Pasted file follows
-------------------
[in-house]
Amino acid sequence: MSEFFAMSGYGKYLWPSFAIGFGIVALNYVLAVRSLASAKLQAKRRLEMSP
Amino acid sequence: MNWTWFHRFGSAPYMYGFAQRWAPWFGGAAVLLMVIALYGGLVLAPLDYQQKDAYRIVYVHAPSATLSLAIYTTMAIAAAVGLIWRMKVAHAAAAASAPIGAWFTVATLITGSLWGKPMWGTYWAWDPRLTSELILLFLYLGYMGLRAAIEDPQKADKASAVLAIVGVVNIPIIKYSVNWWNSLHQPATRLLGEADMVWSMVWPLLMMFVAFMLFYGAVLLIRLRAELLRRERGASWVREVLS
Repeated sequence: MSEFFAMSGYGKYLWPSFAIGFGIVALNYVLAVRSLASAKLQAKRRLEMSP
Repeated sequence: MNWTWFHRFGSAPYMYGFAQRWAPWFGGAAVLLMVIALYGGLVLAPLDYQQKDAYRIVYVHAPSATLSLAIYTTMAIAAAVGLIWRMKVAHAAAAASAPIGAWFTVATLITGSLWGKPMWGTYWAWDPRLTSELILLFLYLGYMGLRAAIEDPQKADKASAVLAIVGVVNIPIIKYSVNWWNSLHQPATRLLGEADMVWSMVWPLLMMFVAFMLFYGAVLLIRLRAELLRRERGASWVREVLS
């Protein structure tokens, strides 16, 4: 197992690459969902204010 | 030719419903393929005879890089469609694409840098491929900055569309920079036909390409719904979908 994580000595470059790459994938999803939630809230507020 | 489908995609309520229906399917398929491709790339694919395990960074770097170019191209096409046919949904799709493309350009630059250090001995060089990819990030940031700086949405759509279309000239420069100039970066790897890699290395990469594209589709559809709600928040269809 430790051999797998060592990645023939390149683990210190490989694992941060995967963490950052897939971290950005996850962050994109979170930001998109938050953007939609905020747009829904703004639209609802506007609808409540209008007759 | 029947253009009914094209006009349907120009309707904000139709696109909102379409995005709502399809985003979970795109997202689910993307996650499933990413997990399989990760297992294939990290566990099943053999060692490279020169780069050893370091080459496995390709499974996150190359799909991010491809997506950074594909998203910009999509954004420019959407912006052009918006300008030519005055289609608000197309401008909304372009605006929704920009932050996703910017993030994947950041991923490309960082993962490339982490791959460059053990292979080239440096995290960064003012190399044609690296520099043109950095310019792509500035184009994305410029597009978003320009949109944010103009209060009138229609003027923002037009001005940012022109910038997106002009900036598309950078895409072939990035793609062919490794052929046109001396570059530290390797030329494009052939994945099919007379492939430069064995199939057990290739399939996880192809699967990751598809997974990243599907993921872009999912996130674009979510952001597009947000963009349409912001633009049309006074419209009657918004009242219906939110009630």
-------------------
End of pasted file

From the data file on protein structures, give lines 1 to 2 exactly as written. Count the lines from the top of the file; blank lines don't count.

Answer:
[in-house]
Amino acid sequence: MSEFFAMSGYGKYLWPSFAIGFGIVALNYVLAVRSLASAKLQAKRRLEMSP